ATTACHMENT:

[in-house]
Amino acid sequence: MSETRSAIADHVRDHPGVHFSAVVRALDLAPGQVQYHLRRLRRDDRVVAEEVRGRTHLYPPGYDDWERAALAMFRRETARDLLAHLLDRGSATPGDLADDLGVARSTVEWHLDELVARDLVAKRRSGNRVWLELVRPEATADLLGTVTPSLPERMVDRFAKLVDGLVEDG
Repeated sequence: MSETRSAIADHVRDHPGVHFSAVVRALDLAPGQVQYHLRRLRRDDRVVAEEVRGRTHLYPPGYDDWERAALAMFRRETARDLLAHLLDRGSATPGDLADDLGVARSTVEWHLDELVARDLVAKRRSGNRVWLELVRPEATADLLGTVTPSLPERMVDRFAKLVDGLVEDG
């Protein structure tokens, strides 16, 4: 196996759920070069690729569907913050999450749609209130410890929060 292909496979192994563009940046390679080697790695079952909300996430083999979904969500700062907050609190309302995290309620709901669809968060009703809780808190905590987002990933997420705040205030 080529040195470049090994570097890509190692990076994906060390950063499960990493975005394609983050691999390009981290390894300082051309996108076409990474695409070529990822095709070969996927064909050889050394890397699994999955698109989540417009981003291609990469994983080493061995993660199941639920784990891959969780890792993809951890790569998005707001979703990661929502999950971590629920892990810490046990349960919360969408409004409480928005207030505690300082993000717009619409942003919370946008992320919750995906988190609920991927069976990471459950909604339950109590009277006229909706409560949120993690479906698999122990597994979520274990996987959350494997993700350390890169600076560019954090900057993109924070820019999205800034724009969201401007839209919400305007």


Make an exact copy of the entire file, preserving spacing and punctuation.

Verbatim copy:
[in-house]
Amino acid sequence: MSETRSAIADHVRDHPGVHFSAVVRALDLAPGQVQYHLRRLRRDDRVVAEEVRGRTHLYPPGYDDWERAALAMFRRETARDLLAHLLDRGSATPGDLADDLGVARSTVEWHLDELVARDLVAKRRSGNRVWLELVRPEATADLLGTVTPSLPERMVDRFAKLVDGLVEDG
Repeated sequence: MSETRSAIADHVRDHPGVHFSAVVRALDLAPGQVQYHLRRLRRDDRVVAEEVRGRTHLYPPGYDDWERAALAMFRRETARDLLAHLLDRGSATPGDLADDLGVARSTVEWHLDELVARDLVAKRRSGNRVWLELVRPEATADLLGTVTPSLPERMVDRFAKLVDGLVEDG
């Protein structure tokens, strides 16, 4: 196996759920070069690729569907913050999450749609209130410890929060 292909496979192994563009940046390679080697790695079952909300996430083999979904969500700062907050609190309302995290309620709901669809968060009703809780808190905590987002990933997420705040205030 080529040195470049090994570097890509190692990076994906060390950063499960990493975005394609983050691999390009981290390894300082051309996108076409990474695409070529990822095709070969996927064909050889050394890397699994999955698109989540417009981003291609990469994983080493061995993660199941639920784990891959969780890792993809951890790569998005707001979703990661929502999950971590629920892990810490046990349960919360969408409004409480928005207030505690300082993000717009619409942003919370946008992320919750995906988190609920991927069976990471459950909604339950109590009277006229909706409560949120993690479906698999122990597994979520274990996987959350494997993700350390890169600076560019954090900057993109924070820019999205800034724009969201401007839209919400305007």